Let us... quietly accept our times, with the firm conviction that just as much good can be done today as at any time in the past, provided only that we have the will and the way to do it.
She should have. All women should see it. It's a face that ought to be thrown on every screen in the country. Every woman ought to be given a copy of this face as she leaves the altar. Mothers should tell their daughters about this face.
Religion is the opium of the people. He believed that, that dyspeptic little joint-keeper. Yes, and music is the opium of the people. Old mount-to-the-head hadn't thought of that. And now economics is the opium of the people; along with patriotism the opium of the people in Italy and Germany. What about sexual intercourse; was that an opium of the people? Of some of the people. Of some of the best of the people. But drink was a sovereign opium of the people, oh, an excellent opium. Although some prefer the radio, another opium of the people, a cheap one he had just been using. Along with these went gambling, an opium of the people if there ever was one, one of the oldest. Ambition was another, an opium of the people along with a belief in any new form of government. What you wanted was the minimum of government, always less government. Liberty, what we believed in, now the name of a MacFadden publication. We believed in that although they had not found a new name for it yet. But what was the real one? What was the real, the actual, opium of the people? He knew it very well. It was gone just a little way around the corner in that well-lighted part of his mind that was there after two or more drinks in the evening; that he knew was there (it was not really there of course). What was it? He knew very well. What was it? Of course; bread was the opium of the people. Would he remember that and would it make sense in the daylight? Bread is the opium of the people.
The intellect says; 'Ostensibly there is colour, ostensibly sweetness, ostensibly bitterness, actually only atoms and the void.'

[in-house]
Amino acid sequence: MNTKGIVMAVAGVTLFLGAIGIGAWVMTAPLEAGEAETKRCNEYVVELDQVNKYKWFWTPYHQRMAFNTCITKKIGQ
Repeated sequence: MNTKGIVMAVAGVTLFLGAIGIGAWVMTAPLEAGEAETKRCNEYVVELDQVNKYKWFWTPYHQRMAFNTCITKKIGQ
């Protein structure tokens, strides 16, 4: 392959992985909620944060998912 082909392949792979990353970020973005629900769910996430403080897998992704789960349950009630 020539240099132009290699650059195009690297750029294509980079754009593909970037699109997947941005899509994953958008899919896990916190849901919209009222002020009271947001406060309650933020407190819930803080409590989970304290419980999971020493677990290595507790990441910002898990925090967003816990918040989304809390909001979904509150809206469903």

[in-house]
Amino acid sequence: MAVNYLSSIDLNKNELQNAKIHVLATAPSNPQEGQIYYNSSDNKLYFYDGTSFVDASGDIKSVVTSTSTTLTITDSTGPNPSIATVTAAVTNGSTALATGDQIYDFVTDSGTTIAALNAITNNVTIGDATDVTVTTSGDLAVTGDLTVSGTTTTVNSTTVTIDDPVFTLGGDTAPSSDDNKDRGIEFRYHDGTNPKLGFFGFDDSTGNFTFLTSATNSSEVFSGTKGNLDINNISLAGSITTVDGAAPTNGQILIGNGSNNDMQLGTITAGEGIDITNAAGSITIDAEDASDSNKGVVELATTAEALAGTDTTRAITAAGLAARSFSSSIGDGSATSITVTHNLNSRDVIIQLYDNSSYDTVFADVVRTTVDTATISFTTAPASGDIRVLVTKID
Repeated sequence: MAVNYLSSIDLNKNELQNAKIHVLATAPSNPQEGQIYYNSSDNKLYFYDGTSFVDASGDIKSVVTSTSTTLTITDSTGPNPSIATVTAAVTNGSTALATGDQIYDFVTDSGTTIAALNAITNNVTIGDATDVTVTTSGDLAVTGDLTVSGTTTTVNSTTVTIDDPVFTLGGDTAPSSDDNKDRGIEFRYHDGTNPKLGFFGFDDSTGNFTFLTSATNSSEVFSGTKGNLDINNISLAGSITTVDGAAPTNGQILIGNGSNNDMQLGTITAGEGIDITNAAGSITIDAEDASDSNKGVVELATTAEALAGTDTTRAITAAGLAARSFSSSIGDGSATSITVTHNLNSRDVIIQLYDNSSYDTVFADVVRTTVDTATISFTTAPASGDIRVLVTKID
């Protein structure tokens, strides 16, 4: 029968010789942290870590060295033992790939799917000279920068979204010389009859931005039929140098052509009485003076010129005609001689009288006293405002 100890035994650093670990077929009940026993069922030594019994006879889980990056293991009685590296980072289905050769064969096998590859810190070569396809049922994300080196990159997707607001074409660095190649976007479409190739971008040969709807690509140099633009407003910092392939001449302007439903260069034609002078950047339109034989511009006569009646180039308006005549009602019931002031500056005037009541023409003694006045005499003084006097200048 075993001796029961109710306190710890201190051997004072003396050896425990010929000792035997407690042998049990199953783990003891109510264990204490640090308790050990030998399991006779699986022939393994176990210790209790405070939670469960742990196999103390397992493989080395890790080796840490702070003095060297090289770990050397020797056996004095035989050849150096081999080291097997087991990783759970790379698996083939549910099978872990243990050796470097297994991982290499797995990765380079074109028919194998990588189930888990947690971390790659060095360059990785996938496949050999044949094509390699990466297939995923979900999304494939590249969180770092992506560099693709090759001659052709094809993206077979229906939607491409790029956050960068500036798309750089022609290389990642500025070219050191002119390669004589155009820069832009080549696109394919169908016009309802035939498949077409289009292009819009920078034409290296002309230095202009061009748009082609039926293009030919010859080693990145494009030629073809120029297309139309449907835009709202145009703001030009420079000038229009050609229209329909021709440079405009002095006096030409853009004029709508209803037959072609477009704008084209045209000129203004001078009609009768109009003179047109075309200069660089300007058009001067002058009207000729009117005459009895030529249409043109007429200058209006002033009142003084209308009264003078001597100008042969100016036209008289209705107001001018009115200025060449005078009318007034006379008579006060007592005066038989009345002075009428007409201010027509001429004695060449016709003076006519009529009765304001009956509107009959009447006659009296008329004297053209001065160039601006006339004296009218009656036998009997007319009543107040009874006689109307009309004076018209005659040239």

We know too much about ecology today to have any excuse for the many abuses that are currently going on in the management of the land, in the management of animals, in food storage, food processing, and in heedless urbanization. If we permit them, this is not due to poverty, as if we could not afford to stop them; it is due to the fact that, as a society, we have no firm basis of belief in any meta-economic values, and when there is no such belief the economic calculus takes over.
Through this intellect, every man is a person and through the same intellect he can see exactly the same truth as any other man can see, provided they both use their intellects in the proper way. Here, and nowhere else, lies the foundation for the very possibility of a philosophia perennis; for it is, not a perennial cloud floating through the ages in some metaphysical stratosphere, but the permanent possibility for each and every human being to actualize an essence through his own existence, that is to experience again the same truth in the light of his own intellect. And that truth itself is not an anonymous one. Even taken in its absolute and self-subsisting form, truth itself bears a name. Its name is God.
There is evidence that the faculty of reflection will appear as soon as our senses begin to develop, and it is equally true that we have the use of the senses from an early age, just because at an early age we began to reflect.
I cannot remember a time when I was not in love with them--with the books themselves, cover and binding and the paper they were printed on, with their smell and their weight and with their possession in my arms, captured and carried off to myself.
A man's work is in danger of deteriorating when he thinks he has found the one best formula for doing it. If he thinks that, he is likely to feel that all he needs is merely to go on repeating himself . . . so long as a person is searching for better ways of doing his work, he is fairly safe.
Because there is no cosmic point to the life that each of us perceives on this distant bit of dust at galaxy's edge, all the more reason for us to maintain in proper balance what we have here. Because there is nothing else. Nothing. This is it. And quite enough, all in all.
When the mariner, sailing over tropic seas, looks for relief from his weary watch, he turns his eyes toward the southern cross, burning luridly above the tempest-vexed ocean. As the midnight approaches, the southern cross begins to bend, the whirling worlds change their places, and with starry finger-points the Almighty marks the passage of time upon the dial of the universe, and though no bell may beat the glad tidings, the lookout knows that the midnight is passing and that relief and rest are close at hand. Let the people everywhere take heart of hope, for the cross is bending, the midnight is passing, and joy cometh with the morning.
The hatred Americans have for their own government is pathological, if understandable. At one level it is simply thwarted greed: since our religion is making a buck, giving a part of that buck to any government is an act against nature.